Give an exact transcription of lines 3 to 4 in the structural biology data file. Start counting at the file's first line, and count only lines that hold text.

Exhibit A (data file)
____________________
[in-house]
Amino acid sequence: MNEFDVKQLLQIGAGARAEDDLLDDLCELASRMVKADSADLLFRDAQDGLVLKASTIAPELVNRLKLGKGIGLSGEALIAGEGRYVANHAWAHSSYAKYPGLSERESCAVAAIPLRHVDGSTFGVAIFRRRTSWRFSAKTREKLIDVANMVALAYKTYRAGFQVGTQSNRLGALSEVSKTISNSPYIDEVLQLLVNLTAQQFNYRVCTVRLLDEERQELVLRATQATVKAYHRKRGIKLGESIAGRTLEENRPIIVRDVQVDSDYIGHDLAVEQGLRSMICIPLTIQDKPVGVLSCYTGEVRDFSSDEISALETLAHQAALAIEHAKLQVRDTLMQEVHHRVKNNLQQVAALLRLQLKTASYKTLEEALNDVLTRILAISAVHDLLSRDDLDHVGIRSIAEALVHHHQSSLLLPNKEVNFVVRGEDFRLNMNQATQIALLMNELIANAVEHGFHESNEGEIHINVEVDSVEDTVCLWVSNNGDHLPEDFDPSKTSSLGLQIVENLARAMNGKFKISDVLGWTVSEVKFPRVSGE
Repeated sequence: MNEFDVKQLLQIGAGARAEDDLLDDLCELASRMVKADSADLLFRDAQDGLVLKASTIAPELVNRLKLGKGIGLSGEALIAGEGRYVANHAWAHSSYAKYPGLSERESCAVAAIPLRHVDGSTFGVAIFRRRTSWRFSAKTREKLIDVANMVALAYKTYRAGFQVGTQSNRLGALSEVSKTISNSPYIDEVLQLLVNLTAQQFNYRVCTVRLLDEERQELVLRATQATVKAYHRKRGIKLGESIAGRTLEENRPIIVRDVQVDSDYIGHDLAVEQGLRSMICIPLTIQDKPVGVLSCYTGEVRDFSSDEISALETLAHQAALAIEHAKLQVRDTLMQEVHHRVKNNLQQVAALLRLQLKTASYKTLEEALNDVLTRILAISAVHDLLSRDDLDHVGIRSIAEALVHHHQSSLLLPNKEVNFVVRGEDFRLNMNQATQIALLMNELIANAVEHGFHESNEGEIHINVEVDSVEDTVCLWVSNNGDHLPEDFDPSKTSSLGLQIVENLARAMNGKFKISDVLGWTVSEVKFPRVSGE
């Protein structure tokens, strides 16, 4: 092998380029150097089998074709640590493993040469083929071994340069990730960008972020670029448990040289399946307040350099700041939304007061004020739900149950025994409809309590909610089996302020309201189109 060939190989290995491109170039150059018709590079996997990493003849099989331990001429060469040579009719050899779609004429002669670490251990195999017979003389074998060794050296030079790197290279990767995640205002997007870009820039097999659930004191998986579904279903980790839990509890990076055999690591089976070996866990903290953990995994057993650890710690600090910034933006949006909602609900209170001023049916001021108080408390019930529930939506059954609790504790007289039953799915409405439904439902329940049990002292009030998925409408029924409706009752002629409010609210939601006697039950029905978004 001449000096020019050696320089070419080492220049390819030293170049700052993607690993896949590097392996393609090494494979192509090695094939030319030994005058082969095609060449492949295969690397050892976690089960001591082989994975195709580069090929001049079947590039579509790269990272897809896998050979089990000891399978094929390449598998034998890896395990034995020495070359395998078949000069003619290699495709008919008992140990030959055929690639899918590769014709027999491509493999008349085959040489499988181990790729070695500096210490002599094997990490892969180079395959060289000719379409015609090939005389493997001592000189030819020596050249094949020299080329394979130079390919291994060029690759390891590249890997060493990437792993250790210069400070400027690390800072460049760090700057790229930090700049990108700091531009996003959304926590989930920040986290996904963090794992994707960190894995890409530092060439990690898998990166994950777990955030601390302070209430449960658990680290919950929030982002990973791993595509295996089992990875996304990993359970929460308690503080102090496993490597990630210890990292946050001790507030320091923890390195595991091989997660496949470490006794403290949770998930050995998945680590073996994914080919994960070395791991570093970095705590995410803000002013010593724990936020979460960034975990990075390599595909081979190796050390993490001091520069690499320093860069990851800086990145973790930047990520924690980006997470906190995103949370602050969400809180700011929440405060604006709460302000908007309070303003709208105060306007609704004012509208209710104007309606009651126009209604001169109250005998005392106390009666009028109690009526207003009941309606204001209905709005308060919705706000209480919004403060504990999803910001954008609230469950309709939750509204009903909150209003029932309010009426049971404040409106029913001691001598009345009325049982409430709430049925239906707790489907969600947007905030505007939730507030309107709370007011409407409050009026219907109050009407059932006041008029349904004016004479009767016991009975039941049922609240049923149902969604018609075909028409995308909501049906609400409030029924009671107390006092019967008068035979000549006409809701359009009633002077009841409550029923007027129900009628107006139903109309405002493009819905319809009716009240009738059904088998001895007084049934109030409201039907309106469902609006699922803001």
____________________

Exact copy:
Repeated sequence: MNEFDVKQLLQIGAGARAEDDLLDDLCELASRMVKADSADLLFRDAQDGLVLKASTIAPELVNRLKLGKGIGLSGEALIAGEGRYVANHAWAHSSYAKYPGLSERESCAVAAIPLRHVDGSTFGVAIFRRRTSWRFSAKTREKLIDVANMVALAYKTYRAGFQVGTQSNRLGALSEVSKTISNSPYIDEVLQLLVNLTAQQFNYRVCTVRLLDEERQELVLRATQATVKAYHRKRGIKLGESIAGRTLEENRPIIVRDVQVDSDYIGHDLAVEQGLRSMICIPLTIQDKPVGVLSCYTGEVRDFSSDEISALETLAHQAALAIEHAKLQVRDTLMQEVHHRVKNNLQQVAALLRLQLKTASYKTLEEALNDVLTRILAISAVHDLLSRDDLDHVGIRSIAEALVHHHQSSLLLPNKEVNFVVRGEDFRLNMNQATQIALLMNELIANAVEHGFHESNEGEIHINVEVDSVEDTVCLWVSNNGDHLPEDFDPSKTSSLGLQIVENLARAMNGKFKISDVLGWTVSEVKFPRVSGE
């Protein structure tokens, strides 16, 4: 092998380029150097089998074709640590493993040469083929071994340069990730960008972020670029448990040289399946307040350099700041939304007061004020739900149950025994409809309590909610089996302020309201189109 060939190989290995491109170039150059018709590079996997990493003849099989331990001429060469040579009719050899779609004429002669670490251990195999017979003389074998060794050296030079790197290279990767995640205002997007870009820039097999659930004191998986579904279903980790839990509890990076055999690591089976070996866990903290953990995994057993650890710690600090910034933006949006909602609900209170001023049916001021108080408390019930529930939506059954609790504790007289039953799915409405439904439902329940049990002292009030998925409408029924409706009752002629409010609210939601006697039950029905978004 001449000096020019050696320089070419080492220049390819030293170049700052993607690993896949590097392996393609090494494979192509090695094939030319030994005058082969095609060449492949295969690397050892976690089960001591082989994975195709580069090929001049079947590039579509790269990272897809896998050979089990000891399978094929390449598998034998890896395990034995020495070359395998078949000069003619290699495709008919008992140990030959055929690639899918590769014709027999491509493999008349085959040489499988181990790729070695500096210490002599094997990490892969180079395959060289000719379409015609090939005389493997001592000189030819020596050249094949020299080329394979130079390919291994060029690759390891590249890997060493990437792993250790210069400070400027690390800072460049760090700057790229930090700049990108700091531009996003959304926590989930920040986290996904963090794992994707960190894995890409530092060439990690898998990166994950777990955030601390302070209430449960658990680290919950929030982002990973791993595509295996089992990875996304990993359970929460308690503080102090496993490597990630210890990292946050001790507030320091923890390195595991091989997660496949470490006794403290949770998930050995998945680590073996994914080919994960070395791991570093970095705590995410803000002013010593724990936020979460960034975990990075390599595909081979190796050390993490001091520069690499320093860069990851800086990145973790930047990520924690980006997470906190995103949370602050969400809180700011929440405060604006709460302000908007309070303003709208105060306007609704004012509208209710104007309606009651126009209604001169109250005998005392106390009666009028109690009526207003009941309606204001209905709005308060919705706000209480919004403060504990999803910001954008609230469950309709939750509204009903909150209003029932309010009426049971404040409106029913001691001598009345009325049982409430709430049925239906707790489907969600947007905030505007939730507030309107709370007011409407409050009026219907109050009407059932006041008029349904004016004479009767016991009975039941049922609240049923149902969604018609075909028409995308909501049906609400409030029924009671107390006092019967008068035979000549006409809701359009009633002077009841409550029923007027129900009628107006139903109309405002493009819905319809009716009240009738059904088998001895007084049934109030409201039907309106469902609006699922803001």